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Wildlife Habitat Maintenance by Season


Your Wildlife Habitat maintenance is just as important as establishing good wildlife habitat. Without proper maintenance, plantings may loose their vigor, become overrun by invasive species, or convert to a less desirable stage of development. Your habitat will need watering, weeding, and other maintenance throughout the seasons. The following are steps you can take to ensure your habitat continues to thrive for many years to come!

Habitat Maintenance for the Winter


    • Leaf debris – It may seem like you should clean up the brown, dried plant stems and leaf little, but the hollow stems of plants act as homes for caterpillars, spiders, and insects.  Dried seed heads also offer food to birds.

    • Birds have more difficulty finding water in the winter.  Add water to your bird bath as needed so birds have a liquid water source.

    • Winterizing – if you haven’t already, bring inside any garden features that may break or crack if they fill with ice or water.


Habitat Maintenance for the Spring


    • Clean up – As temperatures rise, clean up some of the dried, brown plant material from last fall.  Clip the old flower stalks close to the ground.  You can rake up plant debris on the ground or use it as additional mulch and organic material for the plants.

    • Mowing – Large meadows can be mowed in the spring.

    • Pruning – Shrubs typically need to be pruned right after they bloom.  Do not prune flowering shrubs early in the spring or you will clip off the new growth, which will result in a year with no flowers.  This means no food for pollinators and no seeds or berries for you to see or for birds to eat.  Google your particular shrub to find the best pruning schedule for that species.

    • Weeding – Weed as necessary, but be careful not to pull out small seedlings and sprouts.  Sometimes small native plants are hard to differentiate from weeds.  Make sure you properly ID your plants before weeding (refer to a planting map if you have one).  Most farmers markets in Fairfax County have a Master Gardeners table where you can get help identifying a plant.

    • Watering – As the weather starts getting warmer, water your plants when spring showers aren’t sufficient to keep them hydrated.

    • Mulching – Spread mulch around plants to suppress weed growth, retain moisture, and improve soil nutrients.

    • Signs – Check for any garden signage that may need repair and make sure your plant signs are in the correct location.

Habitat Maintenance for the Summer


    • Watering (the first 3 years) – Young native plants (up to about 3 years old) will need to be watered weekly through the hot stretch from mid-June to mid-September.  If you have a summer program at your school, recruit them to help care for the garden.  Otherwise, you could have families sign up to adopt the habitat for a week over the summer.  If there is a particularly hot streak, you may want to water more than once a week.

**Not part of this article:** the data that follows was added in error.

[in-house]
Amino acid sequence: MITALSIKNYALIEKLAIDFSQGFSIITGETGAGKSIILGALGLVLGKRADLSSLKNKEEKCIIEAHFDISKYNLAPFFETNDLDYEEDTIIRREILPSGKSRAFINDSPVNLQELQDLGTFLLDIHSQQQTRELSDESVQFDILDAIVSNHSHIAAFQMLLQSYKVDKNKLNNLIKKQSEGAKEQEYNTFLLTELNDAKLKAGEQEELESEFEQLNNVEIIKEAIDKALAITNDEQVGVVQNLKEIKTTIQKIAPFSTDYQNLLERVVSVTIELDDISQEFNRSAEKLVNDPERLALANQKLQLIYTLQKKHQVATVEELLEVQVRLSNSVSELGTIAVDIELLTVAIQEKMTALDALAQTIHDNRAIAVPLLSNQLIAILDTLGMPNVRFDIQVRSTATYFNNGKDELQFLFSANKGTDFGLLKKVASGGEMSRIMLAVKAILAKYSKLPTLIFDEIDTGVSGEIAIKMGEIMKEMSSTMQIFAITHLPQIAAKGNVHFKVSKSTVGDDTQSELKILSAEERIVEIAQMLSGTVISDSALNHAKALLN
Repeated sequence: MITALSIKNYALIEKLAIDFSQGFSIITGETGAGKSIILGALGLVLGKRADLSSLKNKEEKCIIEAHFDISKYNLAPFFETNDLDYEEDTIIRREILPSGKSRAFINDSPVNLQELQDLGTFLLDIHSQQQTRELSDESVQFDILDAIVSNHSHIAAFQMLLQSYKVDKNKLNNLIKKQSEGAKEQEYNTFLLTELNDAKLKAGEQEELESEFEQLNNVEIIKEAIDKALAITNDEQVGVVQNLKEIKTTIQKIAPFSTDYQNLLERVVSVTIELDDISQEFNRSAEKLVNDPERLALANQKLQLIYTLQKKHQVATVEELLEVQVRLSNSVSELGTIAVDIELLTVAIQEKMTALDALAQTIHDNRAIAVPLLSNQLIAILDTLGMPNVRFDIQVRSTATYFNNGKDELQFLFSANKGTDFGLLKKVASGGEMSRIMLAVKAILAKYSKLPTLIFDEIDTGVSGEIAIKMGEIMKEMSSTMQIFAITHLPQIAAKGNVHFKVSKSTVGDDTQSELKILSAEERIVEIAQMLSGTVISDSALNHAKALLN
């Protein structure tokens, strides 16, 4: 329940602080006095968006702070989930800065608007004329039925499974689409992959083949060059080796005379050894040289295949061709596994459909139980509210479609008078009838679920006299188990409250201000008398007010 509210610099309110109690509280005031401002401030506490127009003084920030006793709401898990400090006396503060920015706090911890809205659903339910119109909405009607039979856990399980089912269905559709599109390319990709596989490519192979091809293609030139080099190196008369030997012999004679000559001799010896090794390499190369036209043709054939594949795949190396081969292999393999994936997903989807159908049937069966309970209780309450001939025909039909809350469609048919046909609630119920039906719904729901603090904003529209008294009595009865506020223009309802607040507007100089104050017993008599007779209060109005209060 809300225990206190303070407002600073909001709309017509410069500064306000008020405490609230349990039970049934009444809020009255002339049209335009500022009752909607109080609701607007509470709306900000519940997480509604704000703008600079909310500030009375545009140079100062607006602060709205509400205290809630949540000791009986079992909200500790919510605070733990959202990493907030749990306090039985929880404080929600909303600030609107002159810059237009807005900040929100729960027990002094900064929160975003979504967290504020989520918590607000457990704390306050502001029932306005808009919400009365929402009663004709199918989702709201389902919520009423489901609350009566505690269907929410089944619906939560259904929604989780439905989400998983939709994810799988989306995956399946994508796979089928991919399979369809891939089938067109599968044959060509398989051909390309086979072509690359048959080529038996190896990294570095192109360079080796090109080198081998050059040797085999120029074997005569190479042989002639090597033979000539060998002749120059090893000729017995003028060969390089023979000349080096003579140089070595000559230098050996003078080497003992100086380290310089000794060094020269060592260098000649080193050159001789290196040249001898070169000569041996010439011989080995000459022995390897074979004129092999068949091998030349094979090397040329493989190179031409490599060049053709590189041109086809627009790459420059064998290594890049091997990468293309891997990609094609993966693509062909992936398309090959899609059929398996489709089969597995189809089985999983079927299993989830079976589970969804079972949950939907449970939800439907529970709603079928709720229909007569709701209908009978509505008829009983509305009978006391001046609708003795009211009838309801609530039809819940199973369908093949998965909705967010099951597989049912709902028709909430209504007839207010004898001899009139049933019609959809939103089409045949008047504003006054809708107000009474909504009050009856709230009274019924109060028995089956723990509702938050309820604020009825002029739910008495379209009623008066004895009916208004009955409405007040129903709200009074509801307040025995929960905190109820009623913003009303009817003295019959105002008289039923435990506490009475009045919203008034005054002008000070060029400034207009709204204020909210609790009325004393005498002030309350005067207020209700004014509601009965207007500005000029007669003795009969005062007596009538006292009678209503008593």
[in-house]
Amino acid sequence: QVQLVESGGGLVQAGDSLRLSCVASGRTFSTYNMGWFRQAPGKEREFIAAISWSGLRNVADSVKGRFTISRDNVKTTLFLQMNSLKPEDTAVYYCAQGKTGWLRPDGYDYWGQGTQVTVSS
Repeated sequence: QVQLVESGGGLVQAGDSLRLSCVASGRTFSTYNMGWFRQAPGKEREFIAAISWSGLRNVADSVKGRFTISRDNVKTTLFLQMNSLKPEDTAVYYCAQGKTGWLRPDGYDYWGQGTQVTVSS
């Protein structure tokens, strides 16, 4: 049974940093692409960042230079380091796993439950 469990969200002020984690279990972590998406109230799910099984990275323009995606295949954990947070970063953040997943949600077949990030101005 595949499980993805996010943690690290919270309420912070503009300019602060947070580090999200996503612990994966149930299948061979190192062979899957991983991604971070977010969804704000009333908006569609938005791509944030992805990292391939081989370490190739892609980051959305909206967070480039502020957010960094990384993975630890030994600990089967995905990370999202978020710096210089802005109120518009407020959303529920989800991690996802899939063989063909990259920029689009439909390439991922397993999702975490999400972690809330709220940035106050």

• Watering (established habitats) – After about 3 years, the root systems of the plants are developed enough for the plants to withstand drought.  Water during especially hot or dry periods throughout the summer.

    • Check for standing water – Check items that may hold standing water such as garden pots, watering cans, etc. and dump any water they are collecting. Mosquitoes breed in small amounts of standing water, so not allowing water to collect is essential.

    • Refresh bird baths – Bird baths can become a mosquito breeding haven if the water is left for too long. Change the water at least every 5 days to avoid mosquito breeding.

    • Weeding – Check the garden area regularly for weeds and invasive plants.  Removing them as you find will make maintaining your habitat easier in the long term.  This should be done a couple times a month or so depending on your habitat’s needs.

Habitat Maintenance for the Fall


    • Weeding – Keep clearing your garden of weeds and invasive plants.

    • Leaf debris – It may seem like you should clean up the brown, dried plant material, but the hollow stems provide shelter for caterpillars and other insects.  Leaf litter is often home to insects and spiders too, so do not clean it up until early spring.  Dried seed heads offer food to birds all winter.  They also look beautiful covered in snow.

    • Winterizing rain barrels – To prevent your rain barrel from cracking in the winter, you will need to winterize your rain barrel.  Remove any other containers or features that might crack or break if ice forms in them.



    **Do not use pesticides in your wildlife habitat.  Most pesticides will kill butterflies and other insects you want in your garden.


    See the Wildlife Habitat Maintenance Resource Folder for more information on maintaining your wildlife habitat and for a printable version of this page.